Each year the United States honors the contributions that Latinos have made to our great country with Hispanic Heritage Month, which runs from September 15 till October 15.
The annual, month long celebration began 26 years ago. Congress had first passed a resolution to celebrate Hispanic Heritage at the national level, as a week long event on September 17, 1968. Nearly 20 years later, on August 17, 1988, President Ronald Reagan expanded the celebration to a month.
Celebrating Hispanic Heritage Month gives us an opportunity to reflect on what makes Latinos such a strong, contributing force in America.
Latinos have had a profound and positive influence on our country through their commitment to family, faith, hard work and service. They have enhanced and shaped our national character with centuries old traditions that reflect the multiethnic and multicultural customs of their community.
With over 50 million Latinos across the United States, Latinos now make up the largest minority group and represent billions in buying power. Latinos also represent the fastest growing segment of the American electorate.
In Arizona, Raul Castro served as our first Latino Governor in the 1970’s. In 1991, Ed Pastor was the first Latino elected to represent Arizona in the U.S. Congress. Today there are two Latinos in Congress representing Arizona: Raul Grijalva and Ruben Gallego.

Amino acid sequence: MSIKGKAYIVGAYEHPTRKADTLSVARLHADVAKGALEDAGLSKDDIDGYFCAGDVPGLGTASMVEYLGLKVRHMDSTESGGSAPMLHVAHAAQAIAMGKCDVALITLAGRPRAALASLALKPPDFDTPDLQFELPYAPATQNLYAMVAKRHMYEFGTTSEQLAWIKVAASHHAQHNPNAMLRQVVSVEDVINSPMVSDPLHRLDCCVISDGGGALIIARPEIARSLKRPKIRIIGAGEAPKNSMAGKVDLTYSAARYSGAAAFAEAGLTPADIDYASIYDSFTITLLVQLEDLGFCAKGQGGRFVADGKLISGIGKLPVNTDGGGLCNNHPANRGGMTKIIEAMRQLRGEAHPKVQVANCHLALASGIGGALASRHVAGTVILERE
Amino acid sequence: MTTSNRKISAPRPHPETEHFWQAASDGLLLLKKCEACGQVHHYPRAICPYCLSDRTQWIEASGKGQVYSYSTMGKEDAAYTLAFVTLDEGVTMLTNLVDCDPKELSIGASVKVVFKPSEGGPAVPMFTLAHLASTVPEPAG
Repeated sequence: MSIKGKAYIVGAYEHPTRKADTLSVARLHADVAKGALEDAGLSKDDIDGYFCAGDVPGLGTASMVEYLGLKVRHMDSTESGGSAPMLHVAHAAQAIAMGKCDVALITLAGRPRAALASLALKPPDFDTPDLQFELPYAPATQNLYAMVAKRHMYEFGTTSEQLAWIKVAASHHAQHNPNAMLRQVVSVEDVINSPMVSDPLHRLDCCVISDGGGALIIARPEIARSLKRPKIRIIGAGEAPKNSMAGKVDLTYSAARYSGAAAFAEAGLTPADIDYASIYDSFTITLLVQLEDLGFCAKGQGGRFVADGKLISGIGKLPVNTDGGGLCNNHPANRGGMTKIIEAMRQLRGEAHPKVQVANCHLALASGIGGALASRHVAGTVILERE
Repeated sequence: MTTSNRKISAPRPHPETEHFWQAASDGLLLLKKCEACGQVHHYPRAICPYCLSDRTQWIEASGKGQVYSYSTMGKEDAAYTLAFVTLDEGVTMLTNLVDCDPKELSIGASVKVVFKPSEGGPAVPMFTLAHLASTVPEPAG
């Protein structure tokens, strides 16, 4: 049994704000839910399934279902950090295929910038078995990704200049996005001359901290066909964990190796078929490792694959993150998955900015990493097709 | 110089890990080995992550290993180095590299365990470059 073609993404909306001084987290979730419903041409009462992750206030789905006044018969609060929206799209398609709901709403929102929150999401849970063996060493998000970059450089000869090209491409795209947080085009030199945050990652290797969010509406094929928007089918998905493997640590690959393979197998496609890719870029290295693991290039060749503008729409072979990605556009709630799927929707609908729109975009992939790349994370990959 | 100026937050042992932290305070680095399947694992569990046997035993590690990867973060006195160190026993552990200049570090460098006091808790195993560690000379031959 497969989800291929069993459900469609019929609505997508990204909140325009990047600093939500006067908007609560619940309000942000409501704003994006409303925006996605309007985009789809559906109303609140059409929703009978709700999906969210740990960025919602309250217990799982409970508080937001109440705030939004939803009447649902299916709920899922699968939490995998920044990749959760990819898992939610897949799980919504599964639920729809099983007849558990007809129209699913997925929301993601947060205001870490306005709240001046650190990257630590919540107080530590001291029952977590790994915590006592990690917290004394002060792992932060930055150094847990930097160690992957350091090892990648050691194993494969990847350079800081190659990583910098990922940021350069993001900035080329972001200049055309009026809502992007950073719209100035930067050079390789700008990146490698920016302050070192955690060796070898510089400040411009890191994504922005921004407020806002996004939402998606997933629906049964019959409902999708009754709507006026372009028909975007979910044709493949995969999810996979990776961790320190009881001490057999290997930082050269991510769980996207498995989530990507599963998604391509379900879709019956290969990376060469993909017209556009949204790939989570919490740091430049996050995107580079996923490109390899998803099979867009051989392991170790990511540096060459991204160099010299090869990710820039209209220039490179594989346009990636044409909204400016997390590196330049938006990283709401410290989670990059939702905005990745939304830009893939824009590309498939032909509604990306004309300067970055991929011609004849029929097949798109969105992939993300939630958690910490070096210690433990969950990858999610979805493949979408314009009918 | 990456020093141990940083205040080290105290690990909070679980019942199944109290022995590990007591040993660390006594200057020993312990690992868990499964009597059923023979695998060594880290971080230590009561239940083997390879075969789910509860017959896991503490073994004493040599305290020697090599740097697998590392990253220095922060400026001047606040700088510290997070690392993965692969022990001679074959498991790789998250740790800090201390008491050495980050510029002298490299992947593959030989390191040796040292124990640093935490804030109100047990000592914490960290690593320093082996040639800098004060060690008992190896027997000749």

In Tucson and Pima County, Latinos have sent a strong message by turning out to vote and leading the state in the number of Latinos that have been elected to governing bodies such as the state legislature, Pima County government, the Tucson City Council, Pima Community College governing board and local school districts.
In a recent article in “Inside Tucson Business,” entitled “Hispanics a Key to Tucson’s Rebound,” it discussed the importance of buying power of the Latino Community in Tucson, Pima County and throughout Arizona. It noted, “The Latino impact on the local and national economy and that the purchasing power represents $8 billion per year in Pima County, a number that is expected to increase by 88% in the next decade.” By 2024, Latinos are estimated to spend $14 billion in the Tucson economy, equating to 28 percent of the total market spending.
As we reflected on the Latino contributions in this great country, let us not lose sight of where we, as Americans, Arizonans, Tucsonans need to go. We must continue to work together to solve the challenges of today, so our community and our children have a better tomorrow.